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World Is Watching Congress on Social Security

This week I am traveling to Europe to meet with my Group of Seven colleagues in London. As you might imagine, much of our conversation will focus on achieving global growth through free-market reforms, sound monetary policies and free trade. What is not as widely known is the level of interest the G7 finance ministers have in the potential for reform of our Social Security system in the United States.

At the G7’s last meetings — which took place in Washington, D.C., in April — my counterparts raised the issue of America’s Social Security debate right away. They asked me pointed questions about the president’s proposed guidelines for reform: How would it address solvency? How would we offer a permanent fix? Would we achieve bipartisan reform on Capitol Hill? And how could we permanently strengthen the system with prudent transition costs that are neutral to the government budget in the long run?

They ask these questions because many of them face similar — or worse — demographic challenges with their own national pension systems. They ask because, as the global growth leader, the financial strength of the United States is always both of interest and in their interest. And they ask because they expect the United States to set a positive economic example.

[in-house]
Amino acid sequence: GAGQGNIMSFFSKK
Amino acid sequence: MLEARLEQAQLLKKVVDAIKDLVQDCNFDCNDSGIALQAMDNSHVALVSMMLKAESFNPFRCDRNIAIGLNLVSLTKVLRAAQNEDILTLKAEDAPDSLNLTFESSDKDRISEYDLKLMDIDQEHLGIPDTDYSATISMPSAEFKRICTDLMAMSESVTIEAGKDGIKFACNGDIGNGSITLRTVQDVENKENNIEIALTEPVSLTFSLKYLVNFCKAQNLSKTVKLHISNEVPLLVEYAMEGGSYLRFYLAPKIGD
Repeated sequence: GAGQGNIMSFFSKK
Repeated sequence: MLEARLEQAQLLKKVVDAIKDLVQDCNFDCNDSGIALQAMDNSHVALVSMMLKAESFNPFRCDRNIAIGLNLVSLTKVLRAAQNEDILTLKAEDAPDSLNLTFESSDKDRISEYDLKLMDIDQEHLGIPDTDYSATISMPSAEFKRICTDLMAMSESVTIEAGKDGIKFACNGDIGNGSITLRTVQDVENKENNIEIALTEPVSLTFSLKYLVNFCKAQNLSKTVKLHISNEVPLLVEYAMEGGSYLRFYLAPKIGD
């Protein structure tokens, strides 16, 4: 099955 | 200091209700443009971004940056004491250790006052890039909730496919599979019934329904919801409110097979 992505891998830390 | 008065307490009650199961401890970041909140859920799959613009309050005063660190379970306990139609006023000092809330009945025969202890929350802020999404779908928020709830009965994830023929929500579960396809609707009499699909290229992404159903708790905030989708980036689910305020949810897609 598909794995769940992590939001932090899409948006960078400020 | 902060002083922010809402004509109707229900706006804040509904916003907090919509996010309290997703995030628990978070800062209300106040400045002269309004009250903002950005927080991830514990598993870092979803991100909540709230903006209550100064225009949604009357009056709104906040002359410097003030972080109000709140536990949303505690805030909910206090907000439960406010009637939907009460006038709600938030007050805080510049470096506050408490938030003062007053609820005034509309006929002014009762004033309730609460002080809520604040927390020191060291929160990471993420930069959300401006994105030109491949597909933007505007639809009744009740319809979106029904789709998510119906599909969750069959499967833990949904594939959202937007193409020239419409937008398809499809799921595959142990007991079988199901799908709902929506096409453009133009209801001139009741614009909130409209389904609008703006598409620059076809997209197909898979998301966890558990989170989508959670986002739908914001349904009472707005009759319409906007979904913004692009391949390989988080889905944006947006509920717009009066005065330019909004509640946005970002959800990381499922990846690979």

Sometimes we become so embroiled in our own policy debates that we forget the world is watching us. This is one of those times. We therefore must be reminded that being a federal representative is a position of international leadership. Saving and strengthening Social Security will primarily impact America’s youngest workers … but the actions of Congress on this issue have the potential to affect young workers all over the globe by inspiring their leaders to act with similar courage.

Every voting Member of Congress has a tremendous opportunity, this year, to remind the world why we are its economic leader. As a government, we have a chance to once again exercise good economic judgment on behalf of our constituents while setting an example for countries who seek to improve their financial futures.

We can once again lead world policy by agreeing on a solution that secures Social Security on a permanent basis. We can protect the benefits of current and near-retirees while strengthening the system and offering great hope to younger generations of workers. We can be the first country to keep the current system intact while vastly improving its future performance.

We have several important options before us as the world looks intently on. We can do nothing, deny the looming crisis ahead and have our inaction burden our children with the ever-expanding debt of an insolvent system. We can once again raise taxes and cut benefits — the easy way out that further separates Americans from the hard-earned fruits of their labor. Or we can be innovative and boldly enact voluntary personal savings accounts as part of a solution that enables each American to choose to keep more of their own money for retirement. Of this last course of action, let it be said that this is the option of freedom, the option of individual empowerment. And these are the things for which America has always stood as the beacon.

We, as a country, have a big job ahead of us, and the world is waiting to see what we do.

John Snow is secretary of the Treasury Department.

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